First Black Woman to Be Appointed to the Supreme Court, Justice Ketanji Brown Jackson Is Confirmed by Senate

On February 25, President Biden nominated Judge Ketanji Brown Jackson to become the 116th Associate Justice of the United States Supreme Court. Confirmed by the Senate on April 7, Judge Jackson will become the first Black woman to serve in the U.S. Supreme Court.

After Justice Bryer’s retirement, who was associated with the liberal wing of the court, Biden nominated Judge Jackson to take his place, with The White House considering Judge Jackson to be “one of our nation’s brightest legal minds and has an unusual breadth of experience in our legal system.” 

Who is Judge Jackson?

While born in Washington DC, Judge Jackson grew up in Miami, Florida. After graduating magna cum laude from Harvard University and then attending Harvard Law School, Judge Jackson clerked for former Justice Stephen Bryer from 1999 to 2000. Serving as an assistant public defender and working in corporate law, Judge Jackson is the only justice on the court with experience as a public defender. 

Aside from her work as a public defender, President Obama nominated Judge Jackson to be the Vice-Chair of the U.S. Sentencing Commission in 2009. Additionally, President Obama nominated Judge Jackson to serve as a district court judge for the U.S. District Court for the District of Columbia in 2012. 

Most recently, Judge Jackson has served as a judge in the U.S. Court of Appeals for the D.C. Circuit.

What Took Place During Judge Jackson’s Confirmation Hearings?

During questioning on Tuesday and Wednesday, Republican senators pressed Judge Jackson on her previous sentencing of child pornography offenders as a federal judge and her view on critical race theory.

“I’ve been researching the record of Judge Ketanji Brown Jackson, reading her opinions, articles, interviews & speeches. I’ve noticed an alarming pattern when it comes to Judge Jackson’s treatment of sex offenders, especially those preying on children. Judge Jackson has a pattern of letting child porn offenders off the hook for their appalling crimes, both as a judge and as a policymaker,” said Senator Josh Hawley on Twitter.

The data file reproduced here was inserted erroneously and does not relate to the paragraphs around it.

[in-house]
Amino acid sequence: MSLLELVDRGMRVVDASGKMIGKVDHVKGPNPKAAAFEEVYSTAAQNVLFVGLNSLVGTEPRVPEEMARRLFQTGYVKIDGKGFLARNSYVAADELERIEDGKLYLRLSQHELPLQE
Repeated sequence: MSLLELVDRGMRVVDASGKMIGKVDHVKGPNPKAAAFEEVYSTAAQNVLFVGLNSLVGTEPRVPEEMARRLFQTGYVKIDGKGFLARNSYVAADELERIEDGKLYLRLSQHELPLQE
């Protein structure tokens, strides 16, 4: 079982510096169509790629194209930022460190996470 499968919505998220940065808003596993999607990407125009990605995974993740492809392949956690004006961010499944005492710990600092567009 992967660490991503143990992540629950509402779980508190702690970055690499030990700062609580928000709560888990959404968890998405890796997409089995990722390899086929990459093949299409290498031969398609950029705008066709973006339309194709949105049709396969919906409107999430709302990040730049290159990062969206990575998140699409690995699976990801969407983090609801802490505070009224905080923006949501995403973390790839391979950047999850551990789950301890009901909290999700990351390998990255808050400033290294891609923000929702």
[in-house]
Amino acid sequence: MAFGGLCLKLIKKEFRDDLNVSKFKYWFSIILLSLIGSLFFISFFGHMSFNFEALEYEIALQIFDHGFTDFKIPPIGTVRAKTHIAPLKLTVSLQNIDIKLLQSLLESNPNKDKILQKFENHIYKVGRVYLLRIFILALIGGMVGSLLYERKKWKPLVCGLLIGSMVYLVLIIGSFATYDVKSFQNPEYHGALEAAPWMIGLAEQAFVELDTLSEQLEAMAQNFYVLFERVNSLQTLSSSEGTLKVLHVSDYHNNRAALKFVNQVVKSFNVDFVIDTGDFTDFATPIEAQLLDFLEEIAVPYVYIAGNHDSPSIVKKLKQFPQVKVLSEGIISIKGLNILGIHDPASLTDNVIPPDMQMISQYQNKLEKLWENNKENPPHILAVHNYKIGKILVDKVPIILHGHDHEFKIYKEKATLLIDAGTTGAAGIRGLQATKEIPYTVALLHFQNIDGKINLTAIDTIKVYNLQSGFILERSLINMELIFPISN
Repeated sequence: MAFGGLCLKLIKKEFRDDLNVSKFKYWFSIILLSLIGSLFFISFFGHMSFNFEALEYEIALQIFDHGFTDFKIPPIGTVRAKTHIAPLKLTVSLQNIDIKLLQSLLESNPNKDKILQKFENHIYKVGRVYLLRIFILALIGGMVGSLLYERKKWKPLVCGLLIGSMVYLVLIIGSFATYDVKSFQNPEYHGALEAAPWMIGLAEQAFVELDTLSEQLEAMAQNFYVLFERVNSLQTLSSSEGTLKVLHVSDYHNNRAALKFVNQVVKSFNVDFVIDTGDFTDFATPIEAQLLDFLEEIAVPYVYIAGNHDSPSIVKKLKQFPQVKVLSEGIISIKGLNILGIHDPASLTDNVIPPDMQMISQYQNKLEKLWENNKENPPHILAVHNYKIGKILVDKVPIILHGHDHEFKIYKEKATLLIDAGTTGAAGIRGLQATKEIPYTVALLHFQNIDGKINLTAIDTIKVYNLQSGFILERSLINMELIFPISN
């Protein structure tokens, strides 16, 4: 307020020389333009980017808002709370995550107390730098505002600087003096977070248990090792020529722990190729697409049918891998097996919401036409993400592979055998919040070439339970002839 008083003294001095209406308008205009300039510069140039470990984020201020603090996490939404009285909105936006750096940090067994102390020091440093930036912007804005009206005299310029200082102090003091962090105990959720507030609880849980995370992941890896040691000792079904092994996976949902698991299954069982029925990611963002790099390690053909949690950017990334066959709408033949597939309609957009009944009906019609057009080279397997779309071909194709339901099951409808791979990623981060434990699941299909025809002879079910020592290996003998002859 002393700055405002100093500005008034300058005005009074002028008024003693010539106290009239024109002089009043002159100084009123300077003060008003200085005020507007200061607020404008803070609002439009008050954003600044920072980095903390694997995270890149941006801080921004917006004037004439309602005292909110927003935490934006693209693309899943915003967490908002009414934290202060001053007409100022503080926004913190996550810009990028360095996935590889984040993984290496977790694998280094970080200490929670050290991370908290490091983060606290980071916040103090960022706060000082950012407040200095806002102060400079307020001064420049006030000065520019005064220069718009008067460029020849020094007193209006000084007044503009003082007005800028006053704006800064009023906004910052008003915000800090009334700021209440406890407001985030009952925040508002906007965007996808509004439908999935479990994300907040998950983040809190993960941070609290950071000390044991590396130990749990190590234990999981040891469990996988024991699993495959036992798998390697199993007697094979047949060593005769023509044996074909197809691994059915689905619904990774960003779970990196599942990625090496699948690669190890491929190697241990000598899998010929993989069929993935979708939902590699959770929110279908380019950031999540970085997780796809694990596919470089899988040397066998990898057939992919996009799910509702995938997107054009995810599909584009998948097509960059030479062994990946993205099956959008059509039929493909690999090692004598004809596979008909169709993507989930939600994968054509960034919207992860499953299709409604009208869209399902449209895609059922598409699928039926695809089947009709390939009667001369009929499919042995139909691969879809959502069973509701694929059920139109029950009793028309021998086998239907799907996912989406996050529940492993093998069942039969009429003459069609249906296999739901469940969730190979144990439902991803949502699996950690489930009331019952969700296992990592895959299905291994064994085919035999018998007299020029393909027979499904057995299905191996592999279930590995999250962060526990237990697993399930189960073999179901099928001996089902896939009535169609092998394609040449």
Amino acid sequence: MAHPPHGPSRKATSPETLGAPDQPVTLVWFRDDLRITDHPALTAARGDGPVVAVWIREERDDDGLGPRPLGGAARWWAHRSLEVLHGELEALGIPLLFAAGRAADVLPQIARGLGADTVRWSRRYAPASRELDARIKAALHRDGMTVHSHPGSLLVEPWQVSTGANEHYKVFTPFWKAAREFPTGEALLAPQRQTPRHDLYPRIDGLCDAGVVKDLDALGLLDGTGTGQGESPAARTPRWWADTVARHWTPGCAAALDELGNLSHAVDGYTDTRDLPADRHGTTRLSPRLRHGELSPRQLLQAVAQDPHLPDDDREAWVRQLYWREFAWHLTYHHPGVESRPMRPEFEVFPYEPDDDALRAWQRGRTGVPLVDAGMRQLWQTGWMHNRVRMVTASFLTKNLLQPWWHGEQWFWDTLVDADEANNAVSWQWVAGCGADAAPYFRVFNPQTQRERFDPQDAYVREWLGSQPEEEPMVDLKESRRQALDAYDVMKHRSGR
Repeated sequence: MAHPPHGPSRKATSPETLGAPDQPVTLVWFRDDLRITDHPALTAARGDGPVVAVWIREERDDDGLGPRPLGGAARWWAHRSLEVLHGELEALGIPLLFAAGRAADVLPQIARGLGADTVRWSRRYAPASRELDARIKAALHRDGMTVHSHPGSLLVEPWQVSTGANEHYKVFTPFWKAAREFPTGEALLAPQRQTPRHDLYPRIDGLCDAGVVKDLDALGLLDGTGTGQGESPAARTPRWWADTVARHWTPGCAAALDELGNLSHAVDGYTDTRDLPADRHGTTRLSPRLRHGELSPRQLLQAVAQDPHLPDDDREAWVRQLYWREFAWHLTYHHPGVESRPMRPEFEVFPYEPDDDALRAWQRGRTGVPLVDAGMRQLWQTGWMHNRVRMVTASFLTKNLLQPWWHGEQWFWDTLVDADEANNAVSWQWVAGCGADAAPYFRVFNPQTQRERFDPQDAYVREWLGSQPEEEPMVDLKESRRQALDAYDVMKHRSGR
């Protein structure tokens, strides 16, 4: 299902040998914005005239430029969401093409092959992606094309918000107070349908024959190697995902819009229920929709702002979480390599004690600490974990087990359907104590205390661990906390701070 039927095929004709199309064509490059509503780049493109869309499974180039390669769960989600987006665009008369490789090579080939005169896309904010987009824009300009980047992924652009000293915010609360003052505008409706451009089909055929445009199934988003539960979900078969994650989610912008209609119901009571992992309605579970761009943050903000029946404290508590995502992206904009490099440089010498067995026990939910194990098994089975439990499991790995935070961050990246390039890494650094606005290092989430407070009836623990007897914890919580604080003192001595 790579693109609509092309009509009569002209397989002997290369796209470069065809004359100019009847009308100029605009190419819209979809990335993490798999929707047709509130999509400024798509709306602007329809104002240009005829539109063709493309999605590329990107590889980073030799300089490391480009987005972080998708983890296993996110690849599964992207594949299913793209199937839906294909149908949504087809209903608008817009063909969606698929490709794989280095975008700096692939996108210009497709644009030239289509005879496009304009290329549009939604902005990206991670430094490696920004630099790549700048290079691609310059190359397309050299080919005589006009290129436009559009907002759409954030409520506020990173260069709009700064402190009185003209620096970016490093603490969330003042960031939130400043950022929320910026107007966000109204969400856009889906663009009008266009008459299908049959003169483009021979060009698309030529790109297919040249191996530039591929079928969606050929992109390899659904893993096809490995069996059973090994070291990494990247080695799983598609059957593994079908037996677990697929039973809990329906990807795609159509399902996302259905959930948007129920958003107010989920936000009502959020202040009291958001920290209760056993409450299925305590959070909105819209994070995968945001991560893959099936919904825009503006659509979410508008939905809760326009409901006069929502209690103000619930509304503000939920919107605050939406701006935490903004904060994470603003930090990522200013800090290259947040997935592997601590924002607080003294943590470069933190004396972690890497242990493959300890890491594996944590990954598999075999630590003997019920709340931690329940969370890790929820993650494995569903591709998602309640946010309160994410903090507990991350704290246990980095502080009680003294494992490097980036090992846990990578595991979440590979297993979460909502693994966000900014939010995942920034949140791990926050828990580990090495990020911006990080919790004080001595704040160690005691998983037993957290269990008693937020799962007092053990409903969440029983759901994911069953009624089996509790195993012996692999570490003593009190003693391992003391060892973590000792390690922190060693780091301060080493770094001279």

Jackson stated that more goes into her decisions regarding sentences than federal guidelines. Judge Jackson said that sentencing is not a “numbers game.” Additionally, Democratic senators used outside experts to support their claim that Jackson’s sentences were quite typical. 

Along with questioning relating to Jackson’s sentencing on child pornography cases, Senators have also asked questions relating to gender politics in the United States. Transgender swimmer Lia Thomas’s recent NCAA win has sparked debates about the rights of transgender athletes. As a Supreme Court Justice, Judge Jackson will unquestionably preside over cases dealing with transgender rights. 

Senator Marsha Blackburn asked Judge Jackson to “provide a definition for the word ‘woman?’” 

Jackson responded, “I’m not a biologist.”

Senator Blackburn stated that “the fact that you can’t give me a straight answer about something as fundamental as what a woman is underscores the dangers of the kind of progressive education that we are hearing about.”

Scientists and gender law scholars have described that Jackson’s response was somewhat misleading. Though Jackson suggested science is important in defining what the word “woman” means, scientists have come to the conclusion that there is no exact way to define what makes someone a woman. 

“I don’t want to see this question punted to biology as if science can offer a simple, definitive answer,” said Rebecca Jordan-Young, a scientist and gender studies scholar at Barnard College following Jackson’s response.

What does Judge Jackson’s Confirmation Mean?

On Monday, April 4, Jackson’s nomination was put to a vote in the Senate Judiciary Committee. Once the Senate Judiciary Committee voted 11-11, Senate Majority Leader Chuck Schumer called for a vote to break the deadlock. On Thursday, April 7, the Senate took two critical steps, voting to limit debates on the judge’s nomination and a final vote to confirm Judge Jackson. Once the Senate voted to limit debates, Judge Jackson was confirmed on a 53-to-47 vote, with three Republicans supporting her, making her the first Black woman to be a Supreme Court Justice. 

“Even in the darkest times, there are bright lights,” said Senator Chuck Schumer of New York, the majority leader. “Today is one of the brightest lights. Let us hope it’s a metaphor, an indication of many bright lights to come.”

On the other hand, Senator Lindsey Graham, Republican of South Carolina and an opponent of Judge Jackson’s confirmation, said, “This choice of Judge Jackson was really embraced by the most radical people in the Democratic movement to the exclusion of everyone else.”

“I do like that there is some [Black] representative in the Supreme Court because [the country] doesn’t really get that. You can see both sides of it. [Justice Jackson] is good representation, but also, [race] shouldn’t matter,” said Abby P. ’25

Similarly, when reflecting on Biden’s promise to appoint a Black woman to the court, Jennifer Cutler, Upper School History Teacher said, “I’m appreciative that he considered diversifying the bench.”